been there. Research done by the Nuclear section of the Naval
Department and the Defense Nuclear Agency confirmed this. They had
skimpy records at best regarding total REMs exposed to the
sailors, but it was something. He filed a claim concerning skin
cancer and waited while the wheels of government turned.
As the years went by his health deteriorated. Severe arthritis in
his neck, shoulders, knees and hands (which cropped up in 1957
when he retired) were his daily companions. His ability to receive
the medical care which was promised to him back in 1937 was
reduced, forcing him to pay more and more to receive civilian
care. He was then treated for prostate cancer. Claims were
submitted to the VA and other government organizations but always
returned with delays, 'that your claim is currently being
researched.' You see, if you wait long enough it won't matter, as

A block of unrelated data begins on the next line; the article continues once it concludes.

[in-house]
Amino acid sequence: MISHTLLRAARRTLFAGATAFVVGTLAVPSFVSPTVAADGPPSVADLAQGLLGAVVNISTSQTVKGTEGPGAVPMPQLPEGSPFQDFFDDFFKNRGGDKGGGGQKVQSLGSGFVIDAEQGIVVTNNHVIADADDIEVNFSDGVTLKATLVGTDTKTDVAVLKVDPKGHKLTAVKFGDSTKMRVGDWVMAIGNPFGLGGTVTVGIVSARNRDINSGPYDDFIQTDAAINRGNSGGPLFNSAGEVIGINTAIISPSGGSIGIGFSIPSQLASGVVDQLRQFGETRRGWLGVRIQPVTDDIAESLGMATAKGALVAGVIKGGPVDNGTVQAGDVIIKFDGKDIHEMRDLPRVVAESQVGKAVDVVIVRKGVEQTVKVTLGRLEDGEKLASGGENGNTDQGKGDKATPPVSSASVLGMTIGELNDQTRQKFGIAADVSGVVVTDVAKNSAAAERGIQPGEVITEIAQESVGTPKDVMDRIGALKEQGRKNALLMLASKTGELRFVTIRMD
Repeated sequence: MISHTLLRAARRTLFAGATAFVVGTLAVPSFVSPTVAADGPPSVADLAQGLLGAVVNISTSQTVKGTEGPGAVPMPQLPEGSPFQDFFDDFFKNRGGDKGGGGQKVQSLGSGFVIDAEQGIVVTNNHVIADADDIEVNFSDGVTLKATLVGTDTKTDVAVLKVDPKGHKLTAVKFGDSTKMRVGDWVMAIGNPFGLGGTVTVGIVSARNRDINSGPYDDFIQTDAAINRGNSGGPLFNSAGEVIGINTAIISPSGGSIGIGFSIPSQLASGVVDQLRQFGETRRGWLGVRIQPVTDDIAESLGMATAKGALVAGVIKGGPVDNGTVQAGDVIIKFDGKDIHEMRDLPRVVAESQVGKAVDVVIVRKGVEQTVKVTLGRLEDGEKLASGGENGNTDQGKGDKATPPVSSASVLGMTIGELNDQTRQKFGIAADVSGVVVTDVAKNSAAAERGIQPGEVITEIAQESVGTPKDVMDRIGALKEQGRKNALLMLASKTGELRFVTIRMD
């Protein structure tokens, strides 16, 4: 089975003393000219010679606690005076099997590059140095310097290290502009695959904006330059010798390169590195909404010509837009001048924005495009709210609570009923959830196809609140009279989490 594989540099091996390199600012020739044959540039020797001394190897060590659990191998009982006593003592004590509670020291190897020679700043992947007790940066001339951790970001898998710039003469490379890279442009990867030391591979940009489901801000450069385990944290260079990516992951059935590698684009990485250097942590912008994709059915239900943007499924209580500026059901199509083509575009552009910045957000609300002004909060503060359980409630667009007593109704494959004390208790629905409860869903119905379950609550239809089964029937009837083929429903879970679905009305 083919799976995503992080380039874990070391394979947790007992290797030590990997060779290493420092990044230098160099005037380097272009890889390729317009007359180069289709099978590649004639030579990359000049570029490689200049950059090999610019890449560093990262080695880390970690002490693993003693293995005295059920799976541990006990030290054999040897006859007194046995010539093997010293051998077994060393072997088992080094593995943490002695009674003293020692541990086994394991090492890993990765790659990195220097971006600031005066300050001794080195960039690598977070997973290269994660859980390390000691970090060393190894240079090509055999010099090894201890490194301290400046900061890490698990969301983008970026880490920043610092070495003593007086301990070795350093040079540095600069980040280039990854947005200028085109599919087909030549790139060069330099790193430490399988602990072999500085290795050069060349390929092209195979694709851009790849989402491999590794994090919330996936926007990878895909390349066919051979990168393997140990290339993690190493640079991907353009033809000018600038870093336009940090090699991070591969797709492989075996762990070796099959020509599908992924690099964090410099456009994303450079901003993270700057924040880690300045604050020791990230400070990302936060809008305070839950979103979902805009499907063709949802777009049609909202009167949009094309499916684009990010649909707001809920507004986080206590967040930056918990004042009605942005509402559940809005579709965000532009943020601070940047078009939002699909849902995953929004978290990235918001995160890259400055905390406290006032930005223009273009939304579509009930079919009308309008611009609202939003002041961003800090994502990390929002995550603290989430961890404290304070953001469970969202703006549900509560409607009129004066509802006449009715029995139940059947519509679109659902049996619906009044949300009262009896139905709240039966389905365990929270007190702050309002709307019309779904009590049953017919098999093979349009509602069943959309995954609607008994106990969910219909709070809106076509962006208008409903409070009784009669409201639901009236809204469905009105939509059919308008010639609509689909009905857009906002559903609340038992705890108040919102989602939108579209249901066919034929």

they will all be dead. That is what happened to my dad.
My brothers and I are grateful to the Navy, that we were able to
receive the benefits when we were young. But the benefits which
were promised to my dad evaporated and he became a non priority in
his later years, denied the proper care he was entitled to and
victim of the denial/ommision of his official involvement in the
Bikini tests and for coverage of service connected illness due to
the limited records kept and research done to date.
Those who wrote the entries of the service records are no doubt
dead, following the guidance of their superiors, under the guise
of national security I assume. I don't blame them for the testing
that was done. Their knowledge of radiation was limited at the
time and they had no way of knowing the long term effects of
exposure. But to ignore the health complaints of veterans who
willingly did their duty and to hide behind dated research or
biased medical opinions is wrong. It's financial, as I assume it
will open up Pandora's Box and all sorts of claims would be made
if the standards were relaxed. I find it interesting that the
cancers allowed by the VA is in inverse proportion to the amount
of specific cancers found by the NAAV in their limited Morbidity
Study. Veterans are dying at a record rate now and very soon now
it really won't matter, because if you wait long enough...